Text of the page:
Learning from Modbury – Europe’s first plastic bag free town

Learning from Modbury – Europe’s first plastic bag free town
Anne Saunders, Scottish Project Officer, Marine Conservation Society

About the Marine Conservation Society

Aim: To protect and care for our seas, shores and wildlife - now and for future generations

• Protection of wildlife and habitats (Cool Seas Roadshow, Turtle projects, Seasearch)
• Sustainable fisheries (aquaculture, fisheries policy, sustainable fisheries, benign methods)
• Ecologically sensitive and sustainable development
• Clean seas and beaches (litter and pollution team)

• Beachwatch 2007: 58% material found was plastic
• Plastics used for nesting material: >90% of 30,000 gannet nests on Grassholm Island now contain plastic
• Fulmars: 1982 – 2001, 96% of birds had plastic fragments in their stomachs, with an average of 23 plastic pieces per bird
• Environmental Quality Objective – 10 % have plastics!
• Van Frannecker – recent work – finding that birds have about the same amount by weight in stomachs – but the pieces smaller.

Plastic Bags in the UK
• 13 billion issued each year
• Av. 300 per adult per year
• 88% shoppers use free carrier bags
• Av. 3-4 bags each trip
• 45% UK adults bought a “bag for life” – only 12% use them!
(Defra 2007)

Beachwatch 2007
• 7,504 plastic bags were found
• 2.2% of all beach litter
• An average density of 44.5 bags/km surveyed
• Plastic bags ranked 15th in the most common litter items recorded

International Coastal Clean Up
• 2007: over 70 countries worldwide; 587,827 bags were found
• 8% of all litter found
• Plastic bags were 4th in the top 10 most commonly found items list
• No 1 on dangerous debris items list: 9.6% of all animals found dead during the survey had been entangled in plastic bags
Dangers of Plastic Bags
• Plastic bags may entangle/or be ingested several times as animals die and decay
• Plastics eventually break down into plastic “dust” which is ingested by filter feeders

Insert image of jellyfish/plastic bag

Impacts of ingestion
• 177 marine species are reported to ingest items of marine litter
Insert Images – turtles and/or minke whale and/or cuviers beaked whale

Impacts of Microplastic Litter
• Plastic never truly degrades – breaks down into plastic ‘dust’
• Filter feeders, such as barnacles
• Deposit feeders, such as lugworms
• Detritivores, such as sandhoppers
• We may end up ingesting our own plastic litter!

Go Plastic Bag Free
• Modbury – 1st May 2007
• Hay-on-Wye – 1st in Wales
• Selkirk – 1st in Scotland (2008)
• Over 70 towns hoping to be Plastic Bag Free
• London Councils consultation - 90% in favour
• M&S will charge for bags after trial in SW
• www.mcsuk.org – advice and list of towns

Lessons from Modbury
• Communication is the key: make sure everyone understands the reasons behind the campaign – show Rebecca Hoskings’ film, posters and cards in shops etc
• Gather together as many people who will support the campaign - traders, residents, councillors, chamber of commerce etc
• Use the dynamics between traders and groups to encourage others
• Try to crack the harder ones first! e.g butchers, deli’s may naturally have more reservations - the traders in Modbury are willing to talk to others about how they did it
• It is imperative not to replace one form of disposable bag with another! The key is to bring about a change of habit e.g reduce and reuse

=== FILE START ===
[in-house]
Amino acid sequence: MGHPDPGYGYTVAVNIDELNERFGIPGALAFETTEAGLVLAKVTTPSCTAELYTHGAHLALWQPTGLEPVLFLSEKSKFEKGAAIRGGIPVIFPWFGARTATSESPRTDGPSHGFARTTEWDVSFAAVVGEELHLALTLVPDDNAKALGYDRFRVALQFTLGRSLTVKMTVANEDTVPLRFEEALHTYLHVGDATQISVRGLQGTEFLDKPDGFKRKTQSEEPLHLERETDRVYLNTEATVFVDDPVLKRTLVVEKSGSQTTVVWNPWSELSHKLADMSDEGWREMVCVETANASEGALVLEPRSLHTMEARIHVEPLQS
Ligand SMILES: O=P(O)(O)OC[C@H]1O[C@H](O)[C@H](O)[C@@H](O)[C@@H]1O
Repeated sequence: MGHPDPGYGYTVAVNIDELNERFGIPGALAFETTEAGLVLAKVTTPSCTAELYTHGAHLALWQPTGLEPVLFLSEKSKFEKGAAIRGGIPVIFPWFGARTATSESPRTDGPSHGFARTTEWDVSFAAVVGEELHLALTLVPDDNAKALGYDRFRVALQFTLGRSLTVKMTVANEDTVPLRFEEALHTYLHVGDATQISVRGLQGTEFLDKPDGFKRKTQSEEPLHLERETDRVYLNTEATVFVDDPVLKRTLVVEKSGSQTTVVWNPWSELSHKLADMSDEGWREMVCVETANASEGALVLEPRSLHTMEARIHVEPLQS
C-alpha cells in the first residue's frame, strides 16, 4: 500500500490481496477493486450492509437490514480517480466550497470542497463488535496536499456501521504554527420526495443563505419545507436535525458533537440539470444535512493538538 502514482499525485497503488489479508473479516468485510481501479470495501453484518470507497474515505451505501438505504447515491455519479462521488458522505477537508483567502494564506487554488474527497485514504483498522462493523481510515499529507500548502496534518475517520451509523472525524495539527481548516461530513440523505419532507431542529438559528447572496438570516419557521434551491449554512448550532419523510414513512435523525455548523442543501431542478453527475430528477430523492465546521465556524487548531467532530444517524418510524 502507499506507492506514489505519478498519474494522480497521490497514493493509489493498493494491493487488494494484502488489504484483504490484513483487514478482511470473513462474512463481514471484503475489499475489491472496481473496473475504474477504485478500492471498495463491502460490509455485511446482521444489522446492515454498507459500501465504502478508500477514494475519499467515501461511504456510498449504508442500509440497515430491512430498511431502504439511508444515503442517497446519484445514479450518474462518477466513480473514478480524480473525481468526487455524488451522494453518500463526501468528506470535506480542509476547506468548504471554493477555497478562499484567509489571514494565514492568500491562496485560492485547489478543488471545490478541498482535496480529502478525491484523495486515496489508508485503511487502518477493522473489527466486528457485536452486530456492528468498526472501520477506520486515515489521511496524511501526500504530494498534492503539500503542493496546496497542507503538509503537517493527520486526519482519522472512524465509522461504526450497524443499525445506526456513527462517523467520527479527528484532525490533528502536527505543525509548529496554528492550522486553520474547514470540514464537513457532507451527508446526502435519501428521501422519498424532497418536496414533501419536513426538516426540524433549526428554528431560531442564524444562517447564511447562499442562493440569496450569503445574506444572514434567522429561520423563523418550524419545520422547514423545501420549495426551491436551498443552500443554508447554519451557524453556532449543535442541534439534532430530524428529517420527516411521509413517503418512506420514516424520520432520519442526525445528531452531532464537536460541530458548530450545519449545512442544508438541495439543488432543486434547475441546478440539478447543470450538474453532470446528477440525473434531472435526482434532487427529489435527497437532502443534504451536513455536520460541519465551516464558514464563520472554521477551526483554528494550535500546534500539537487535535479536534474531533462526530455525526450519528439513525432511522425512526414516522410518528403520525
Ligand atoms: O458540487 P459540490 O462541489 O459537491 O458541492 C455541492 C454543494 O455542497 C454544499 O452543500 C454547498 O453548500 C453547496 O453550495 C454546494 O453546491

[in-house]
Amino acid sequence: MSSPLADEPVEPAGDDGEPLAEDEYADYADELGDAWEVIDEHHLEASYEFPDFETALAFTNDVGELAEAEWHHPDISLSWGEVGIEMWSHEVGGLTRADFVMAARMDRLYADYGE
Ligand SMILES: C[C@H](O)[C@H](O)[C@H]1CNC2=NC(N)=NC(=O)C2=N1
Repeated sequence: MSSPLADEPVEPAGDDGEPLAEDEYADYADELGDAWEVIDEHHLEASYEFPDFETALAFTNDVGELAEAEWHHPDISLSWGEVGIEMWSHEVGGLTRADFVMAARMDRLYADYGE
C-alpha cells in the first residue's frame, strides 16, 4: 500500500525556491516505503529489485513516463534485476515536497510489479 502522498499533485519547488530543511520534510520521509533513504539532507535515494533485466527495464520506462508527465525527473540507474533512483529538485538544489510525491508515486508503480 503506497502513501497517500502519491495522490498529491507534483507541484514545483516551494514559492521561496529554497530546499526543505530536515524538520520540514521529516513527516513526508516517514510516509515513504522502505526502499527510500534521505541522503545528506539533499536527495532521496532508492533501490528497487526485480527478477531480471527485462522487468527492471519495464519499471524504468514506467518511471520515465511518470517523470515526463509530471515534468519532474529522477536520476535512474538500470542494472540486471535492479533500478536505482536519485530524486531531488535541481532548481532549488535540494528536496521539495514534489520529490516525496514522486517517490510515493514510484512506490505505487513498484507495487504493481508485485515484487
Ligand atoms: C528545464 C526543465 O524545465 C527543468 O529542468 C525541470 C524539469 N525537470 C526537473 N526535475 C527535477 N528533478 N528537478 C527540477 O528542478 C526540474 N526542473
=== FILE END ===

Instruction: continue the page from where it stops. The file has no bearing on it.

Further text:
• Any bag at point of sale/counter should be charged for, whatever material it is made of
• Charging reduces demand for bags: reduced demand = reduced orders + reduced cost + reduced carbon footprint
• Band together when sourcing alternative bags – economies of scale will mean that a larger order will cost less per item than several small orders
• Do careful research: ensure that alternatives are not harmful to the environment:
• Non GM crops
• Produced in an ethical manner – e.g not sweat shop conditions; fairtrade materials available
• Low carbon footprint
• Cornstarch etc crops not on land better suited for food production e.g. brown field sites preferrable
• Cornstarch/potato starch by-products
• E.g. www.biobags.co.uk / www.alittlegreenbag.com

Government Initiatives
• New waste strategy 2007 (England & Wales) - an end to free single-use plastic carrier bags?
• Already a voluntary agreement working to achieve a 25% reduction in the environmental impact of free carrier bags by end of 2008
• Gordon Brown (1st speech on environment) – eliminate single use carrier bags
• Latest Budget – promises action on bags if supermarkets don’t do something themselves

Scottish Towns and Regions: Planning Stages

Links to these individual websites from www.plasticbagfree.com and www.mcsuk.org

Banchory, Aberdeenshire St Andrews
Dunoon and Taynuilt, Argyll&Bute Ullapool
Dundee Kinross-shire
Edinburgh Peebleshire
North Berwick Arran
Falkirk Mull

Other Countries
San Francisco – going plastic bag free South Africa – thin bags
Kenya – link to Malaria Northern India – floods and cows
Europe – many countries charge for plastic bags China

Coles Bay, Tasmania Oyster Bay, NSW
Kangaroo Valley, NSW Huskisson, NSW
Birregurra, Victoria Cannons Creek, Victoria
Mogo, NSW

Useful Links
www.plasticbagfree.com www.algalita.org/
www.marine-litter.gpa.unep.org www.marine-litter.net/
www.planetark.com www.beachcombersalert.org/

What Else Does MCS Do?
• Beach litter projects: Adopt-a-Beach and Beachwatch www.adoptabeach.org.uk
• Beach Guardians
• Basking shark, turtle and jellyfish surveys
• Cool Seas Scotland education outreach project
• Seasearch divers surveys
• Membership and Turtle sponsorship
• MCS info stall
Lots of images on the Power Point to choose from.